The only flaw in Tyler Lockett’s home debut happened after he crossed the goal line to score the longest kickoff return in team history.
“What was his celebration when he scored?” cornerback Richard Sherman asked. “Because he always has something.”
And Lockett did have something planned: Swag Surfin’, a dance drawn from the song by the Fast Life Yungstaz (F.L.Y.). The problem came down to execution after he ran the second-half kickoff back 105 yards.
“I was too hyped at the moment,” Lockett said.
For good reason. Lockett was not touched on the return that was blocked perfectly, and one on which Lockett reached the end zone with an escort from linebacker Mike Morgan.
It was the turning point in Sunday’s game, a moment that underscored the most praiseworthy element of Seattle’s victory over Chicago, which was the Seahawks’ special teams. Yes, the Seahawks held Chicago scoreless, but that Bears’ offense was so utterly toothless behind backup quarterback Jimmy Clausen that it’s tough to know how much credit Seattle deserves. Seattle’s offense only punted once in the second half, but the first half was enough of a clunker to temper any praise.
But Seattle’s special teams, on the other hand, were enough to win this game, scoring as many touchdowns as the Seahawks’ offense for the second time in three games not to mention a trick play that led to Seattle’s first points of the game.
Lockett played a role on that play, too. An acting role as he made the Bears believe he was fielding a first-quarter punt over toward the Bears’ sideline when in fact the ball was headed to the opposite side of the field, where Sherman raced back from the line of scrimmage to catch it.
“The biggest thing was just to be a good actor and be able to try and get them to come to me,” Lockett said. “After that, Sherman would do the rest.”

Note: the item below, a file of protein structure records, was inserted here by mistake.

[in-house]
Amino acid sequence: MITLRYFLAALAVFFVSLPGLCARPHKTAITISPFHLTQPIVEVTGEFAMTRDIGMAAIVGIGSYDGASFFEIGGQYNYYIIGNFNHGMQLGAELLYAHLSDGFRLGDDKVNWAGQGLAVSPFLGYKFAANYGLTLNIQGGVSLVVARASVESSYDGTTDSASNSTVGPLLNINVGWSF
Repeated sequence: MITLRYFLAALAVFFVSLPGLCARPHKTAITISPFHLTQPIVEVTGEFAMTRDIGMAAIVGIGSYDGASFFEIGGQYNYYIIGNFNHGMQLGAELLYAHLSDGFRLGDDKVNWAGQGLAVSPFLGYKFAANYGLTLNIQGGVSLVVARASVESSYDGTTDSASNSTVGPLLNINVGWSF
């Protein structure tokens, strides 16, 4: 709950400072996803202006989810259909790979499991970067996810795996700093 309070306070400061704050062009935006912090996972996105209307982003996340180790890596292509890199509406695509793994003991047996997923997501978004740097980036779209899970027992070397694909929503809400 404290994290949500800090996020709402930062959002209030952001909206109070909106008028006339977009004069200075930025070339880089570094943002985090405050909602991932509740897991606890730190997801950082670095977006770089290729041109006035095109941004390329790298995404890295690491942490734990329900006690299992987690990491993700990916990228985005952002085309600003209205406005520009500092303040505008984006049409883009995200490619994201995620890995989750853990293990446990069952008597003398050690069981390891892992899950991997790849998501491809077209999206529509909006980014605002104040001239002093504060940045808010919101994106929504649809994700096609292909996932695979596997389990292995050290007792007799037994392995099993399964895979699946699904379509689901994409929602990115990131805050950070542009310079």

Sherman returned the punt 62 yards, putting Seattle in position for its first field goal. In the second half, Seattle’s special teams accounted for the game’s first touchdown as Lockett fielded the kick 5 yards in his own end zone and ran it all the way back.
“Just a beautifully blocked play by the whole group,” coach Pete Carroll said. “He didn’t even get touched on the play.”
The return set a franchise record for longest kickoff return, surpassing Leon Washington’s 101-yard return against Miami in 2012.
Lockett’s impact in Seattle has been immediate as he has continued to be as explosive in the regular season as he was in August, when he scored three touchdowns in four preseason games. Just three games into his rookie season, Lockett became the second player in Seahawks history to score via punt return and kickoff return in the same season.
“He’s showing himself to be one of the most elusive and dangerous punt returners and kick returners in this league,” Sherman said. “I think he’s working himself in position to be an All-Pro, Pro Bowl player.”
Someone that everyone is watching out for. Including the coach.
“I thought it was really good because I saw the whole thing,” Carroll said of the 105-yard return.
Carroll missed the end of Lockett’s 103-yard kickoff return in the preseason opener, having collided with the side judge who was running down the sideline.
“If you notice, I stepped back just at the right time and made sure I was out of the way,” Carroll said.
Now, Lockett just needs to get his celebration right.